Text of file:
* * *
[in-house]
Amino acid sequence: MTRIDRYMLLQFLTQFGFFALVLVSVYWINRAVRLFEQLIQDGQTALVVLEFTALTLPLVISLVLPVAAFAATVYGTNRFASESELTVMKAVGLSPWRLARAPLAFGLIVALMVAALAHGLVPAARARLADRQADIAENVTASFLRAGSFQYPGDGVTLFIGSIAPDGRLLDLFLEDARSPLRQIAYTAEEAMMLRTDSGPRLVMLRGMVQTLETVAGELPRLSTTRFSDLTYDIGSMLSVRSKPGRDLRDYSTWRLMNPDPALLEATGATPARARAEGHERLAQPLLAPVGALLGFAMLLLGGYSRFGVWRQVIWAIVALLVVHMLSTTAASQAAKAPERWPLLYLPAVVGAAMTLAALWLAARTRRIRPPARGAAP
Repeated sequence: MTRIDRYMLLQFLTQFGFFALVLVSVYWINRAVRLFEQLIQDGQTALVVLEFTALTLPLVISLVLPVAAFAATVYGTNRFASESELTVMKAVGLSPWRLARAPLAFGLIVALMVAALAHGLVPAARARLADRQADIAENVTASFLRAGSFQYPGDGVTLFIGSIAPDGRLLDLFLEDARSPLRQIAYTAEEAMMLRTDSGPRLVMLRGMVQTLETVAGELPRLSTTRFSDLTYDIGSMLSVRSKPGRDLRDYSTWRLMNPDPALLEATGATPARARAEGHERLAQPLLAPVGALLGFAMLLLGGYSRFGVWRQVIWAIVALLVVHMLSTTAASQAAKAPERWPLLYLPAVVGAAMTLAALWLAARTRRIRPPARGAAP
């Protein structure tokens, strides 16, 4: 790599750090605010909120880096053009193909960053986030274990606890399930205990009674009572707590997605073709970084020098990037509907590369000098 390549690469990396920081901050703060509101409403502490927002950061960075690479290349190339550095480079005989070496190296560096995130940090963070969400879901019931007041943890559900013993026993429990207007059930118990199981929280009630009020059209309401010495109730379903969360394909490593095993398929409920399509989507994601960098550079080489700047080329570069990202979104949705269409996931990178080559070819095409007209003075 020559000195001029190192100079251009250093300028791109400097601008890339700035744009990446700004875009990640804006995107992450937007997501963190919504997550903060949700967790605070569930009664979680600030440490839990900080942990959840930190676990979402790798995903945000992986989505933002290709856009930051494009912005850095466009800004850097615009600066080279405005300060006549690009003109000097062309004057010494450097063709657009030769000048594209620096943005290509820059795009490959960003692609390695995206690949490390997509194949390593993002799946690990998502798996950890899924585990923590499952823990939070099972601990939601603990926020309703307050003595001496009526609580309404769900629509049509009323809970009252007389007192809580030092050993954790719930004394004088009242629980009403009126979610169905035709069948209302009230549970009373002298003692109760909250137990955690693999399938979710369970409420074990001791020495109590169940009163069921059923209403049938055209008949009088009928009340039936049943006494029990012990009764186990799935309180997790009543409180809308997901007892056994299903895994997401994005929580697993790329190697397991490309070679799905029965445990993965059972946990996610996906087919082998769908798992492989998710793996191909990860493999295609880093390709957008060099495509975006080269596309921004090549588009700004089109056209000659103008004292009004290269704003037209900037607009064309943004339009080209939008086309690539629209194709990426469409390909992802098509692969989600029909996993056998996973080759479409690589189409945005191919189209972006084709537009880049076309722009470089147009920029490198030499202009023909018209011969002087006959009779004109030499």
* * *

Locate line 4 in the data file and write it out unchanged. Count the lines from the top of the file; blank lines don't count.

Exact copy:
């Protein structure tokens, strides 16, 4: 790599750090605010909120880096053009193909960053986030274990606890399930205990009674009572707590997605073709970084020098990037509907590369000098 390549690469990396920081901050703060509101409403502490927002950061960075690479290349190339550095480079005989070496190296560096995130940090963070969400879901019931007041943890559900013993026993429990207007059930118990199981929280009630009020059209309401010495109730379903969360394909490593095993398929409920399509989507994601960098550079080489700047080329570069990202979104949705269409996931990178080559070819095409007209003075 020559000195001029190192100079251009250093300028791109400097601008890339700035744009990446700004875009990640804006995107992450937007997501963190919504997550903060949700967790605070569930009664979680600030440490839990900080942990959840930190676990979402790798995903945000992986989505933002290709856009930051494009912005850095466009800004850097615009600066080279405005300060006549690009003109000097062309004057010494450097063709657009030769000048594209620096943005290509820059795009490959960003692609390695995206690949490390997509194949390593993002799946690990998502798996950890899924585990923590499952823990939070099972601990939601603990926020309703307050003595001496009526609580309404769900629509049509009323809970009252007389007192809580030092050993954790719930004394004088009242629980009403009126979610169905035709069948209302009230549970009373002298003692109760909250137990955690693999399938979710369970409420074990001791020495109590169940009163069921059923209403049938055209008949009088009928009340039936049943006494029990012990009764186990799935309180997790009543409180809308997901007892056994299903895994997401994005929580697993790329190697397991490309070679799905029965445990993965059972946990996610996906087919082998769908798992492989998710793996191909990860493999295609880093390709957008060099495509975006080269596309921004090549588009700004089109056209000659103008004292009004290269704003037209900037607009064309943004339009080209939008086309690539629209194709990426469409390909992802098509692969989600029909996993056998996973080759479409690589189409945005191919189209972006084709537009880049076309722009470089147009920029490198030499202009023909018209011969002087006959009779004109030499």